Perceiving Religion

ViperHearth“Sticks and stones,” they used to tell me, “may break my bones, but words will never harm me.” We teach our children lies like that. I have been hit by sticks and stones—fortunately wielded by other children—but the things that hurt worst were the words. Some of those scars are still with me. I recently read Terryl L. Givens’ The Viper on the Hearth: Mormons, Myths, and the Construction of Heresy. It is my policy on this blog not to poke fun at religions of which I’m not a member. (Those that have been willing to take me on, well, they should’ve known what they were getting into.) I can’t say that I know many members of the Church of Jesus Christ of Latter-Day Saints, but the few that I do know have been just like anybody else. Well, to be honest, they’re scholars so they are probably just as strange as the rest of us who spend too much time hitting the books. I don’t hold to their religious beliefs and they don’t hold to mine, so what’s the problem? Givens’ book shows what it’s like to be on the receiving end of those “harmless” words. Mormons, almost uniquely among religious groups, have been verbally castigated with impunity. This book is an attempt to answer the reasonable question “why?”.

As I read this account I found myself trying to put on Mormon shoes and walk in them for a while. Things sure looked different from that perspective. Things have changed in the nearly two decades since the book was published: Stephanie Meyers’ Twilight series brought Mormon fiction into the mainstream (Orson Scott Card, although he continues to charm the sci-fi crowd, hasn’t quite caught the crucial young lady demographic, it seems). We’ve had an LDS candidate for President of the United States. Even though Book of Mormon, the show, pokes fun, it is fair to say that you only get this level of attention when you’ve been mainstreamed. Protestant, Catholic, and Jew have all taken their knocks on the comedic front. Still, there is a poignancy to The Viper on the Hearth. Mormons, like other religious believers, are simply wanting to make the world a better place. This is perhaps the surest way to draw fire.

Givens provides some likely answers as to why the Mormons have been shunned by their fellow Americans. One reason that I didn’t notice (sometimes things escape me) but which might have put them in good company is a statement from the New Testament; prophets don’t seem very good at gleaning honor among their compatriots. It may be hard to trust a religion that comes from your own neighborhood. We know too well the corruption, the pettiness, the foibles of those who live next door. If we’re honest, we know that we have them too. No need to go outside. The glimmer of hope here in this nation of religious freedom is that things seem to have improved over the last few years. As Mormonism grows, ages, and becomes passé in the looming age of Nones, perhaps we’ll apologize for not only the sticks and stones, but for those weapons that hurt most sharply with no physical existence at all.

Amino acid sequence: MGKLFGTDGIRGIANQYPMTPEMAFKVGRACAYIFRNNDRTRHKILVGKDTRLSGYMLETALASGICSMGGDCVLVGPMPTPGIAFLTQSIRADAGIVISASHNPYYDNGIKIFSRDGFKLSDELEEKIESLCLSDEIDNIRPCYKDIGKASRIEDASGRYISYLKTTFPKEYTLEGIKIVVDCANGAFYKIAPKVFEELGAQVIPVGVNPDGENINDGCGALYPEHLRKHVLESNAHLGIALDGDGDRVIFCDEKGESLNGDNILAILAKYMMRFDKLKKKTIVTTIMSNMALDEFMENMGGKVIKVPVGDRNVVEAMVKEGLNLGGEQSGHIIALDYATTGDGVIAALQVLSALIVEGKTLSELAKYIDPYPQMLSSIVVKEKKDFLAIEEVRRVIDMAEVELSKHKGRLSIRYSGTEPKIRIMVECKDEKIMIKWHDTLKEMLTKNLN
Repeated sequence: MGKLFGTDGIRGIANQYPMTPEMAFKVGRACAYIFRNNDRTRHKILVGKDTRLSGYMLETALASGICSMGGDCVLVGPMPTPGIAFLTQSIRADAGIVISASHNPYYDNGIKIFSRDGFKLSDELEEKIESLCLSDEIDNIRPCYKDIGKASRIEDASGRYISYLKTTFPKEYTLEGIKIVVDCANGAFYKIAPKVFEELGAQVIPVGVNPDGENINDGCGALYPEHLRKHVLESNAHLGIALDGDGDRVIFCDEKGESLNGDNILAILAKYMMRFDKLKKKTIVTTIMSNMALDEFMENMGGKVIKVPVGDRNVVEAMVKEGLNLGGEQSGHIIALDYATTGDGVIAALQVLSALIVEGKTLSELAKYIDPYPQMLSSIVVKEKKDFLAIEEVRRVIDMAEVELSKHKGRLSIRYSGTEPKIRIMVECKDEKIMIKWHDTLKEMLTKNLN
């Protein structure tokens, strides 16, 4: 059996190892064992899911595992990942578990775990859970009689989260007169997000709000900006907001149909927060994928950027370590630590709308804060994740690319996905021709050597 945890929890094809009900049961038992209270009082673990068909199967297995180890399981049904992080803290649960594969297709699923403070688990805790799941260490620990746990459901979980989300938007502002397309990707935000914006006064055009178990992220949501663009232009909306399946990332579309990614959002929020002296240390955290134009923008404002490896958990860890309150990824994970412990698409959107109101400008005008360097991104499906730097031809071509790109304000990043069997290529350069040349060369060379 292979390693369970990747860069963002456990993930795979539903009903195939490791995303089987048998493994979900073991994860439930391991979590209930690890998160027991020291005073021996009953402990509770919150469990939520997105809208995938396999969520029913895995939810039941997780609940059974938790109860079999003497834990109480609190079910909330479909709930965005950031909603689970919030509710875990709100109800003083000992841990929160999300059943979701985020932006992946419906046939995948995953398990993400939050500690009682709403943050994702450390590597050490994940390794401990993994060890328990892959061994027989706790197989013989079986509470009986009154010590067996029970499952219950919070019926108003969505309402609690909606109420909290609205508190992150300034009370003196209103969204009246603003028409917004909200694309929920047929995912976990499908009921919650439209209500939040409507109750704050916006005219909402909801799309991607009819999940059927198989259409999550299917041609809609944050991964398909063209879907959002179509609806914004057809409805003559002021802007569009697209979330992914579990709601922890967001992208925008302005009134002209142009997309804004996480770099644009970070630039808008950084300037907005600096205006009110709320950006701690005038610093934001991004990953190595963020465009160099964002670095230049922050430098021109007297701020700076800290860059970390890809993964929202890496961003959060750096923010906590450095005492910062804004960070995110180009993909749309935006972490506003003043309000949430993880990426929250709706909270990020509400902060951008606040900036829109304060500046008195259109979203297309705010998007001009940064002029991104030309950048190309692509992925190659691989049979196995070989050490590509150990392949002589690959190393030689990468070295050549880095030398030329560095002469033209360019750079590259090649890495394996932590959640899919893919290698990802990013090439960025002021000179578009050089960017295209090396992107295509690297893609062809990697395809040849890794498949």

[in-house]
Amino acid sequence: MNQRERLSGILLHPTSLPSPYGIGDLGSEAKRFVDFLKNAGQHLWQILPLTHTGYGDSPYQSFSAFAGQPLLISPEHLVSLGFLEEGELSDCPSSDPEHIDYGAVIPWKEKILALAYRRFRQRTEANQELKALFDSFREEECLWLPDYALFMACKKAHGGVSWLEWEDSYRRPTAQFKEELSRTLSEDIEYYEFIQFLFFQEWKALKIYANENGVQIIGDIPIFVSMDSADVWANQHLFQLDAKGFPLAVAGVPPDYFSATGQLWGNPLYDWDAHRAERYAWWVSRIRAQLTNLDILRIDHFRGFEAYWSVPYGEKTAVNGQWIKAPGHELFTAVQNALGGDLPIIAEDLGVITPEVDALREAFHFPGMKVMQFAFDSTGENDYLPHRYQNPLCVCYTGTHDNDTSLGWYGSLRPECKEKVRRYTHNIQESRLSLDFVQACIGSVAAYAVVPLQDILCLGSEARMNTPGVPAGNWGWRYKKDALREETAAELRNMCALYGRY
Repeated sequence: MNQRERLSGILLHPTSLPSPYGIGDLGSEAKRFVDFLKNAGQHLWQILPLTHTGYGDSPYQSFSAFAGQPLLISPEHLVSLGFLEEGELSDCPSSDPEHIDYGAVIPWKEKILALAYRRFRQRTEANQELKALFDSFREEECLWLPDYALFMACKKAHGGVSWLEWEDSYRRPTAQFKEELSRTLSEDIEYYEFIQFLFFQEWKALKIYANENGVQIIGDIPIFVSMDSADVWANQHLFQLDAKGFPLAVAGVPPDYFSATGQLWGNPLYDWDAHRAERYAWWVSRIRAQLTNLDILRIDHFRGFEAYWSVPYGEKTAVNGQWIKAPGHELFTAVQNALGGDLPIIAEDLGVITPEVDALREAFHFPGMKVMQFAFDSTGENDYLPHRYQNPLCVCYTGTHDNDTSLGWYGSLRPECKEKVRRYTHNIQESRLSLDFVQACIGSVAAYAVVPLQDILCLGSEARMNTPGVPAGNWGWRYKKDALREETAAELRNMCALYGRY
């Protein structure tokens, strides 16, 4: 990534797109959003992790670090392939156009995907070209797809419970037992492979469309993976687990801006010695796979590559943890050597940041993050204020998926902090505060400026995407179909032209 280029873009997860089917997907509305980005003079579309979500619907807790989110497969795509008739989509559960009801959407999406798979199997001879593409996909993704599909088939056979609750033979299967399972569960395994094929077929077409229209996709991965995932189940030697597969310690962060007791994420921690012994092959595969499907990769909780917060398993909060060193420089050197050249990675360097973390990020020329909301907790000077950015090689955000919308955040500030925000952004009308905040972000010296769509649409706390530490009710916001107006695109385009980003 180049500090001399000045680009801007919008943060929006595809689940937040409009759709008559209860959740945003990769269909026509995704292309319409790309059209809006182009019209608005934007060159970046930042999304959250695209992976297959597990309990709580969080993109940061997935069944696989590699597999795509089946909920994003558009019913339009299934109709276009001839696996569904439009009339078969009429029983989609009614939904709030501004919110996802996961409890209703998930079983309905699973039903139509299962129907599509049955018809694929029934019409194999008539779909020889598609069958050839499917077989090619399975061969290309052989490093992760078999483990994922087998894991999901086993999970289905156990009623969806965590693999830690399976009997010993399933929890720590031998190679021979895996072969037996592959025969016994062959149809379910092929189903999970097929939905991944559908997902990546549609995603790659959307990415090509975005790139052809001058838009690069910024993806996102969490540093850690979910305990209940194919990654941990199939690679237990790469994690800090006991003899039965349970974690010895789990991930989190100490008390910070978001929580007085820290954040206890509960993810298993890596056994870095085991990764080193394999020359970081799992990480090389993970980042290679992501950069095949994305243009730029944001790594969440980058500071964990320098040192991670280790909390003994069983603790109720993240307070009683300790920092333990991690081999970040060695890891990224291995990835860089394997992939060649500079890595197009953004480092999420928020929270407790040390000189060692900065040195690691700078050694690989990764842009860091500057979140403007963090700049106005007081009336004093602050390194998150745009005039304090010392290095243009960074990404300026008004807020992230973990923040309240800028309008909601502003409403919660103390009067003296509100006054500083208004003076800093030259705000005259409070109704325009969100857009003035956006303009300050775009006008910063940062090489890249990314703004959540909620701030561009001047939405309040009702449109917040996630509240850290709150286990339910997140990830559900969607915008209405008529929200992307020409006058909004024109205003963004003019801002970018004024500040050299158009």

Latter-Day Battlestars

Science fiction, when I was a child, constituted my fantasy life. I read such science fiction books as were available to a kid in a small town with no actual bookstore, and I watched what I could on a television with three or four channels. Star Trek and Twilight Zone were staples. As I got to high school there were more offerings, and one that I remember particularly liking was Battlestar Galactica. I was disappointed when the show ran only a few months. Something about looking for a home, being a scrappy, rag-tag fleet fighting against the odds appealed to me. Although I grew away from sci-fi as I went to college and studied more “serious” subjects, I never completely abandoned it. So the other day when I had reason to use the word “cylon” in something I was writing, I decided to do a little reading about the original series. I never did watch the reboot, as I was far too busy for television by then.


I was surprised to learn that the original 1978 series was an exploration of Mormon theology. The show’s creator, Glen A. Larson, was a member of the Church of Jesus Christ of Latter-Day Saints and, not surprisingly, used his fiction to promote his religious ideals. After all, Orson Scott Card, of Ender’s Game fame, is also a Mormon and elements of its theology come through in his work. As a child I didn’t watch television for religion, but rather as form of escape. I wouldn’t have guessed, however, that I was escaping to Mormon theology. The Church of Jesus Christ of Latter-Day Saints is a bit more shy about telling outsiders its theology than many Christian bodies are. Mainstream Christianity, after all, is one of the main ingredients in our cultural soup. Any Methodist will be happy to tell you Wesley’s theology, if they happen to know it.

I haven’t watched television for over two decades. Very select shows we’ll watch on DVD, being the old-fashioned sort, but I missed the reincarnation of Battlestar Galactica in 2004. I’ve always had a soft spot for the originals when it comes to sci fi. The original Star Trek, the original Star Wars, and even that sleepy and terribly dated Space 1999. I suppose as a working-class child looking for an escape these shows had a kind of religious message. Although my religion taught a conventional Heaven and Hell, I wondered what was out there beyond even that, since the tri-partite universe was basically earth-bound. And science fiction offered to lead me to other worlds where things might be better. On the Enterprise we might whizz past the Galactica and wave, even if it was piloted by Mormons in space. And L. Ron Hubbard was known to me only as a writer of science fiction rather than the creator of a new religion.

Two Roads Divergent

DivergentOne of the most hopeful signs for culture is the quality of young adult fiction on the market. Since I’m now in the book industry, Publisher’s Weekly is required reading. I always take a look over the fiction lists as well as the non, and over the past several months a couple of “teen fiction” books have been near the top for regular bestseller lists as well as for demographic-specific ones. (That is, adults seem to be reading them too.) One of those books is Divergent by Veronica Roth. While movie tie-ins certainly don’t hurt, as many of us opine, it is difficult to do justice to a complex story on screen. Divergent is one of those books that stays with you after you’ve closed the cover, and that suggests to me that something deeply meaningful is going on. What about dystopias is so compelling?